3. However impossible deliverance may appear to the saint under his heavy pressures, God knows how to deliver, and will make a way to escape. The poor believer has long pored on his case, and con sidered it in every possible view, and deliverance



seems in his eye almost impossible. He cannot even apprehend how God can deliver. Nay, sometimes under the force of temptation he apprehends either that God does not know him, or that he takes no notice of him. He concludes, if God knew such an object of pity, his mercy would dispose him to grant deliverance. The Lord knoweth them that are his. He set them apart in his eternal purpose, and in time imprinted his image on their hearts. He knows their every pressure. His address to the church of Smyrna applies to every saint, "I know thy tribulation." No ingredient in their affliction is hid from his omniscient eye. The lion's den could not hide Daniel, nor the whale's belly conceal Jonah from his watchful eye. He visits the lonely cottage, and "will strengthen the believer on his bed of languishing, and will make all his bed," however coarse, "in his sickness." He is attentive to all the groans and sighs of his people under their trouble. He heard Ephraim bemoaning himself; and every saint may say, "Lord, all my desire is before thee, and my groaning is not hid from thee." Not a single sigh heaved from the believer's heart can escape Divine notice, though it should be crowded with the sighs of thousands, more than the woman's believing touch escaped the notice of Christ, "when a multitude thronged and pressed him." As he knows every ingredient in the trial, he also knows a way to escape. "The Lord knoweth how to deliver the godly out of temptation." His infinite wisdom knows every possible way of escape, and always fixes on that which is best. What his wisdom contrives, his power can ac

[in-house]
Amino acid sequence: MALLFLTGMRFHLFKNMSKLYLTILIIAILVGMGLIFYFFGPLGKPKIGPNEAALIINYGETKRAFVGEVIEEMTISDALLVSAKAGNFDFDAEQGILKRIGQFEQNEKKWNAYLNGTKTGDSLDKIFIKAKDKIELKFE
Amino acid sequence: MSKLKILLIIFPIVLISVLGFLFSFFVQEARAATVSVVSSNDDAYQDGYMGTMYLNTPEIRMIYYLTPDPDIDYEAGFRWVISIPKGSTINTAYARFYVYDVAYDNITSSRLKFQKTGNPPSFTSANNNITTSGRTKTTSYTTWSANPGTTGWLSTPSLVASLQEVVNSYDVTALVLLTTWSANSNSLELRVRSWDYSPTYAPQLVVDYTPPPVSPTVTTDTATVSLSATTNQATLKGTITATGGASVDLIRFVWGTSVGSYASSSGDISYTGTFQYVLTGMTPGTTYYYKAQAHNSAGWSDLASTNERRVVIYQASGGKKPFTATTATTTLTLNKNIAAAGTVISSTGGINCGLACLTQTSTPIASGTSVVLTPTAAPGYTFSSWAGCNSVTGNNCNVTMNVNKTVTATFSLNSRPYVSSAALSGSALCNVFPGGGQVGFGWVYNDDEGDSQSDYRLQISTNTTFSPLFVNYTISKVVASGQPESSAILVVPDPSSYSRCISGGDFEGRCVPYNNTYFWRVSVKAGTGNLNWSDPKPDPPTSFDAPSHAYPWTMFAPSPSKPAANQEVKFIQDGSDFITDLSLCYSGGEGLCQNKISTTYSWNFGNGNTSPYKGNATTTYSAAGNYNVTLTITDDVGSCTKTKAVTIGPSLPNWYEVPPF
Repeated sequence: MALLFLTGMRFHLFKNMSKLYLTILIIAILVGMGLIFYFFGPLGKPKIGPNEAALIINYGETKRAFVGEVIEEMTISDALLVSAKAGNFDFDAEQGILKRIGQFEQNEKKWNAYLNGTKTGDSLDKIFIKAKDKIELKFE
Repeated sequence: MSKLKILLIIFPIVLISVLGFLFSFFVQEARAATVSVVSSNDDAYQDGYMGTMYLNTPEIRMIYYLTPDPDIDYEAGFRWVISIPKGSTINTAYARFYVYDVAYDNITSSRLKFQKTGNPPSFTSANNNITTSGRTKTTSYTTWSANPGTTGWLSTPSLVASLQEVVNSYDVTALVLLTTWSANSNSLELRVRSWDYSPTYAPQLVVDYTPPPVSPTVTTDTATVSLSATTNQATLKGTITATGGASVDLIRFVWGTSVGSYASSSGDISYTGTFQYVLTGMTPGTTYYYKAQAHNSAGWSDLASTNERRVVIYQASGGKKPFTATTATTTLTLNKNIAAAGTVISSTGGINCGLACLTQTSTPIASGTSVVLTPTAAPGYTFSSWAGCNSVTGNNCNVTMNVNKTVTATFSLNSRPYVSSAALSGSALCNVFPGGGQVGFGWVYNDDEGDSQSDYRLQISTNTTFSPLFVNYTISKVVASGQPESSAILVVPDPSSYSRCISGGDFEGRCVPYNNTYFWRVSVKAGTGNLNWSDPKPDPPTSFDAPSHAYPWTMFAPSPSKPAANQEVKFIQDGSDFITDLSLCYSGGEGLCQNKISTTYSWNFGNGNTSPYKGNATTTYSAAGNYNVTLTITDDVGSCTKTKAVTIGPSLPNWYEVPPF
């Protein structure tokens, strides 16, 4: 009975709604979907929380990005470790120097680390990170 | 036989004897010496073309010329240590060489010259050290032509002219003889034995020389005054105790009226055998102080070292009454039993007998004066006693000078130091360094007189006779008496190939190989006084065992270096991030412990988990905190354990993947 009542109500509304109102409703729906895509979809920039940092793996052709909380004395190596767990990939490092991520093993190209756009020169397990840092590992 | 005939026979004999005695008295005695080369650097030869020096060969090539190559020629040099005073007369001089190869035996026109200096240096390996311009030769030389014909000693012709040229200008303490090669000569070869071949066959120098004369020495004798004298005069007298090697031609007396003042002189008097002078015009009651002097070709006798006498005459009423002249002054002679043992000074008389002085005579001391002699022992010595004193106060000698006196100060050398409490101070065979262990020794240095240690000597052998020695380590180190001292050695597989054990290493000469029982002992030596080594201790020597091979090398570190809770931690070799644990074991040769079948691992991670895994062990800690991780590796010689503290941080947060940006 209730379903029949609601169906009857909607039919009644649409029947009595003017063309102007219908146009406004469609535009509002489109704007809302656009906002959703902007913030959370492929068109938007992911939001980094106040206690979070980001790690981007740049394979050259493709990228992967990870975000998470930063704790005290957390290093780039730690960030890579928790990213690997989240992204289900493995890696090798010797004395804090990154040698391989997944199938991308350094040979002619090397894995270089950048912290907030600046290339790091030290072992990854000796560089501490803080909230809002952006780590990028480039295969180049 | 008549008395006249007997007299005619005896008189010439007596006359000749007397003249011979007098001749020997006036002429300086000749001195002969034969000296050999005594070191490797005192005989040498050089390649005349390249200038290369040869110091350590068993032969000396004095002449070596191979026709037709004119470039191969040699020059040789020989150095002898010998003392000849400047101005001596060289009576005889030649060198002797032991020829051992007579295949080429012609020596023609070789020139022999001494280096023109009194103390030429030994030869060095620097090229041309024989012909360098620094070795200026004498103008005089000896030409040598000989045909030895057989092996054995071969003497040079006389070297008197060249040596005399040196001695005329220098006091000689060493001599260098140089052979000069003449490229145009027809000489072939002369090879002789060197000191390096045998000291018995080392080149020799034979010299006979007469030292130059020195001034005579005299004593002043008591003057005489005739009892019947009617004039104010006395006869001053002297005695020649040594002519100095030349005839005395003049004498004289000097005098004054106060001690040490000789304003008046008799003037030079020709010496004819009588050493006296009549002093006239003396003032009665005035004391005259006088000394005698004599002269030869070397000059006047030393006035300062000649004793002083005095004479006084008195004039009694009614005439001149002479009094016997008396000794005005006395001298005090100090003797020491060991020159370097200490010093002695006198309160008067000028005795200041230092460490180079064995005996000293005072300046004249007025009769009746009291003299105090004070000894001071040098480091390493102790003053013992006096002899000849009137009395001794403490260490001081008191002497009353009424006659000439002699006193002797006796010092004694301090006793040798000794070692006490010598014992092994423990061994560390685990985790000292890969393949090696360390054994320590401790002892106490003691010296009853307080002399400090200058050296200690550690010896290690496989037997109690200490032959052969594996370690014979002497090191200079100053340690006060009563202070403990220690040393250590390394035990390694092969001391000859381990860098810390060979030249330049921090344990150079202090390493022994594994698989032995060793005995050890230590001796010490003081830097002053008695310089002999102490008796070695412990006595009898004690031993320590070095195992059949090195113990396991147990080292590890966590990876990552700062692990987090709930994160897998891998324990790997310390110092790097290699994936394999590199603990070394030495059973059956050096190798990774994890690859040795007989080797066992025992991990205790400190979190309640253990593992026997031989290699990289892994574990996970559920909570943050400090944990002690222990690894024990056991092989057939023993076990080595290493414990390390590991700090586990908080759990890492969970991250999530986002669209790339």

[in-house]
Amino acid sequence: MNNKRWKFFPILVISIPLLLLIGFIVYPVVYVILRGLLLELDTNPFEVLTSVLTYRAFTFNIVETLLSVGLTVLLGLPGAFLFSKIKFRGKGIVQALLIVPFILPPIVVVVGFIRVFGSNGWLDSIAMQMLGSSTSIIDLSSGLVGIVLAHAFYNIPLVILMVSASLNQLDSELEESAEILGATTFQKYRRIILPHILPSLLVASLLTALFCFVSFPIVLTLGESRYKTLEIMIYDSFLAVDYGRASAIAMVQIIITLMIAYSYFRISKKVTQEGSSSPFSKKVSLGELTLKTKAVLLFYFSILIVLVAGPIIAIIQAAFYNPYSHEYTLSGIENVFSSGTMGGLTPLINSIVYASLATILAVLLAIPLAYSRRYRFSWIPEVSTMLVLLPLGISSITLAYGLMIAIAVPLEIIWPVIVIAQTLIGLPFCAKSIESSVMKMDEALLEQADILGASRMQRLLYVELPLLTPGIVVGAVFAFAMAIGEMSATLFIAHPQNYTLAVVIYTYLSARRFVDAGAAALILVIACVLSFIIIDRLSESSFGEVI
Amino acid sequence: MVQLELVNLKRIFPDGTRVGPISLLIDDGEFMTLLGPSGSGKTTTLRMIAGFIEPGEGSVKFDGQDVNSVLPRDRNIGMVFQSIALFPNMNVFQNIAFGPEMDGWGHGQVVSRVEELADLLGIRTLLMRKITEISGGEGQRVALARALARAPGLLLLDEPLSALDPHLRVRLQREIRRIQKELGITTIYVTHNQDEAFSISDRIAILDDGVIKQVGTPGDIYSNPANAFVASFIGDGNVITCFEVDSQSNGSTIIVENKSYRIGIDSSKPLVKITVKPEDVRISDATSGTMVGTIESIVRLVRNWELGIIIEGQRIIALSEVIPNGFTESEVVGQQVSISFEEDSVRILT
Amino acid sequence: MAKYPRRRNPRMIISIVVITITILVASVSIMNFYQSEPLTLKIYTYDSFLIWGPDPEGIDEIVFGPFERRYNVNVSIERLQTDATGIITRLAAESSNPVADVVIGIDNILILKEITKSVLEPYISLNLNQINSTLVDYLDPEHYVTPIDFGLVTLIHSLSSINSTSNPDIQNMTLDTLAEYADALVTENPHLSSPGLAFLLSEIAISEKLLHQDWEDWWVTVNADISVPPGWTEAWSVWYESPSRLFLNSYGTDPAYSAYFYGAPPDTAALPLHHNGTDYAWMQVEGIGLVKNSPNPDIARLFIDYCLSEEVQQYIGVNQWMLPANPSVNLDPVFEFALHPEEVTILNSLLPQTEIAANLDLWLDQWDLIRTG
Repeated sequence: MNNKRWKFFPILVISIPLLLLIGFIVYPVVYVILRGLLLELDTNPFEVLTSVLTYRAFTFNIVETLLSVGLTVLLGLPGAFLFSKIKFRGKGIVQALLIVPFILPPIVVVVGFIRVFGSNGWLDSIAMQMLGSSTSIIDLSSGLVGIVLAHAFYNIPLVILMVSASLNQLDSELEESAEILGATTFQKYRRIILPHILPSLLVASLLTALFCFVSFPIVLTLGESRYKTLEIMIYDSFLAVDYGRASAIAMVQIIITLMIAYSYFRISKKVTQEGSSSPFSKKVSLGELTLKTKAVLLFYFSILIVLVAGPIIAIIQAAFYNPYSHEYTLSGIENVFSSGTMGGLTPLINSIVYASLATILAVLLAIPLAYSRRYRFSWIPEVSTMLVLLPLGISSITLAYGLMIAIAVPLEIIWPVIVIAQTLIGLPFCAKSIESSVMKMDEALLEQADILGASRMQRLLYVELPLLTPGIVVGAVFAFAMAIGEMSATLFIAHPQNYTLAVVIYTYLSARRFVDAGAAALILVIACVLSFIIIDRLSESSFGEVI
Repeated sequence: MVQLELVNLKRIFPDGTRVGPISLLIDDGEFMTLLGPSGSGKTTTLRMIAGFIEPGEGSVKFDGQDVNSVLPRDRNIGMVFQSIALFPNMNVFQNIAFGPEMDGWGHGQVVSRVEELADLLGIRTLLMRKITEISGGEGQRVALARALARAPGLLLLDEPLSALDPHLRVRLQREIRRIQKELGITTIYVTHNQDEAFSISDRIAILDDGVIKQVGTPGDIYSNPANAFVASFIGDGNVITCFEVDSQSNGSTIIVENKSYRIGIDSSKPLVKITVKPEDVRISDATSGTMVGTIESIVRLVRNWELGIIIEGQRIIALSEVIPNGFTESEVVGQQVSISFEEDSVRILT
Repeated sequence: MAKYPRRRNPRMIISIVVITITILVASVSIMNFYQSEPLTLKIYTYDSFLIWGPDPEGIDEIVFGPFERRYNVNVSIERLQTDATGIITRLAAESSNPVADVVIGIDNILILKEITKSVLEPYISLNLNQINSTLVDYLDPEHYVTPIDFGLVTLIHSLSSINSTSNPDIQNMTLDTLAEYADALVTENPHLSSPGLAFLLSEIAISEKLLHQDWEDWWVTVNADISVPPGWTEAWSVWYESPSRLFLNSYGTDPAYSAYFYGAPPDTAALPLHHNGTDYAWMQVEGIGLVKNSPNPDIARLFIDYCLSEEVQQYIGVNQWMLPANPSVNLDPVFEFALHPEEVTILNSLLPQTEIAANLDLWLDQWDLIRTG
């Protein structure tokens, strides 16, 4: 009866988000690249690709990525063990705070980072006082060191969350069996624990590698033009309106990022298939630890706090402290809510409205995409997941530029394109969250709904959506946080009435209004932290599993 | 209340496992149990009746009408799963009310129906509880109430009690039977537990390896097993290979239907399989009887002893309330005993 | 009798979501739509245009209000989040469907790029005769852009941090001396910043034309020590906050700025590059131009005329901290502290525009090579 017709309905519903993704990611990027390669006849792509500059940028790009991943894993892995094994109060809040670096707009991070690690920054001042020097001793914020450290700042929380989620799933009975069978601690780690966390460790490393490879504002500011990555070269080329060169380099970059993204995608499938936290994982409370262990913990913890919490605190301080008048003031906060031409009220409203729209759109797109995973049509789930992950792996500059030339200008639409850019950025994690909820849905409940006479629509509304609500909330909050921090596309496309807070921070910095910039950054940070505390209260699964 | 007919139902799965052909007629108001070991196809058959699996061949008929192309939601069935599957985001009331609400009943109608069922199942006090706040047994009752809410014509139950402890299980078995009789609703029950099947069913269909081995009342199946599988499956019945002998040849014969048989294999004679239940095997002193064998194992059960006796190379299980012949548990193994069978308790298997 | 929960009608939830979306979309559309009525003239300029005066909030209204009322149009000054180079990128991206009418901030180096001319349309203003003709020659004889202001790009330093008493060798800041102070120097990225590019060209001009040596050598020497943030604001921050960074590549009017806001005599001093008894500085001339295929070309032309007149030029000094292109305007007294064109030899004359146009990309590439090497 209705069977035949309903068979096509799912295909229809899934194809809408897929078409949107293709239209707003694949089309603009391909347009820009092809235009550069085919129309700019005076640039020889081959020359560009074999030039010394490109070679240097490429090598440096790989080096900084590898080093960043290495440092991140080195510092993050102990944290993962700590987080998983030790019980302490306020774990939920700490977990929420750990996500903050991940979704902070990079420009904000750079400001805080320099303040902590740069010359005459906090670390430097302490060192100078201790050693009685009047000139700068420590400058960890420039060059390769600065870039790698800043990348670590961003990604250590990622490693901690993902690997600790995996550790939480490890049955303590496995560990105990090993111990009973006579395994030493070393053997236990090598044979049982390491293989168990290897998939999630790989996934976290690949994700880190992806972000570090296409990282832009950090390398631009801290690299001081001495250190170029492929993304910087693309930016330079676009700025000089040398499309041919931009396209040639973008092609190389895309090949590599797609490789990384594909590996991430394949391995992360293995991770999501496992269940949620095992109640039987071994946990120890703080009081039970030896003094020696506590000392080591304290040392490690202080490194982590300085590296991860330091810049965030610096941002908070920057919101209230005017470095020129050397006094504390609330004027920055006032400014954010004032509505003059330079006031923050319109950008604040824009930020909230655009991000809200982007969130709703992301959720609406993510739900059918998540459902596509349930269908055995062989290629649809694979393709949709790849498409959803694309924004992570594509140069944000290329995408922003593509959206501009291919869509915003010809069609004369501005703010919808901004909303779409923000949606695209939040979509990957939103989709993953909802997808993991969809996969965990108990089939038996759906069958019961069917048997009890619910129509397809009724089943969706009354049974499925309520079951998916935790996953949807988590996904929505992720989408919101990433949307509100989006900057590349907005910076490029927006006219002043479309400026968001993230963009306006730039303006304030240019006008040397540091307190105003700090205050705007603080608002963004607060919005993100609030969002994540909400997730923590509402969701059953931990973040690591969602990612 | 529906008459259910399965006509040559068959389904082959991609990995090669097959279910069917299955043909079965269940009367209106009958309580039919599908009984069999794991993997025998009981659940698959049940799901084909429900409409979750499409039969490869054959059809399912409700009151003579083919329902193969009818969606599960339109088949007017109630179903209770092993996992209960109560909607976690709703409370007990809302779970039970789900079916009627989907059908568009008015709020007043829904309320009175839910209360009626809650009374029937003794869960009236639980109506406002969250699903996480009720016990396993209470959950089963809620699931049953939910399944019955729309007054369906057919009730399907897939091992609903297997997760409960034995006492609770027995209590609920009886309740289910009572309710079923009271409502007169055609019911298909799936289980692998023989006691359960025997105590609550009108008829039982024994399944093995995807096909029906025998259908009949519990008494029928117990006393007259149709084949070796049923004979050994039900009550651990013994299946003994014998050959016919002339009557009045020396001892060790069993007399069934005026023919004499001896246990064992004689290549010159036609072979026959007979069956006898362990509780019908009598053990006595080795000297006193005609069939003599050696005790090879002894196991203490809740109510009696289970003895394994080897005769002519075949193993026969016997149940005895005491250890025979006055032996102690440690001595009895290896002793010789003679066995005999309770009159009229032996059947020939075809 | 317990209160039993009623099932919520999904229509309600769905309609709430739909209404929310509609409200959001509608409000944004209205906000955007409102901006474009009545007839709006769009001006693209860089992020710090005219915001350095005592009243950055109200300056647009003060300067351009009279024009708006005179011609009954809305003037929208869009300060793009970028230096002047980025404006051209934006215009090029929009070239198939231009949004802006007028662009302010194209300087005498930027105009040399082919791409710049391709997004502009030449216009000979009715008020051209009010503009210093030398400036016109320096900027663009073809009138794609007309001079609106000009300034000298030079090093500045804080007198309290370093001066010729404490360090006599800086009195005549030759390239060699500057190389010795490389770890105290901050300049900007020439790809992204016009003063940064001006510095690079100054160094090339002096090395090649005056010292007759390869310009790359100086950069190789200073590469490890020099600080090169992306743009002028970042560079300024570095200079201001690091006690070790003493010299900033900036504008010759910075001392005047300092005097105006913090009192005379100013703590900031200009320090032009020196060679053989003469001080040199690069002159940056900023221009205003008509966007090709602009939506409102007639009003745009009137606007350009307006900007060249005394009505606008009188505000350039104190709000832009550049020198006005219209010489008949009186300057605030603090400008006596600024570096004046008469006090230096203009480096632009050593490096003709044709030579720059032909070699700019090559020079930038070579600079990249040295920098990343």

complish, and his love renders absolutely sure. He knows the fittest season for deliverance; and when he wills it is done. "There is no wisdom or counsel against the Lord."

4. The way which the Lord makes to escape is commonly when the trial is at the greatest height. "With the temptation (in its greatest force) he makes a way to escape." There are chiefly two ways of outgate from very heavy trials: the one is, when the trial is removed from the person: the other, when the person is removed from the trial. Often when trials have come to the greatest pitch a merciful Lord has removed them, and said to them as to the waves of the sea, Hitherto shalt thou come and no farther, as in the case of Job and many others: on the other hand, in the extremity of trial he has taken the suffering saint to himself. Once, said a Christian in great distress, "I know not how I can endure this night!" The God of his mercy prevented him. His fears were disappointed. Death closed his eyes and ended his trials! When the storm and the wolf threaten the destruction of the sheep, the tenderhearted shepherd gathers them into the fold!

It is the universal doctrine of the Scriptures, that deliverance commonly comes when the trial is at the worst, and that the Lord delivers when there are none shut up or left. They contain many examples of remarkable interpositions in a time of extremity. A ram was caught in the thicket when Isaac was bound. Jacob wrestled, and the Lord changed his brother's heart. When Pharaoh pursued Israel, the Red Sea was dried up, and they marched through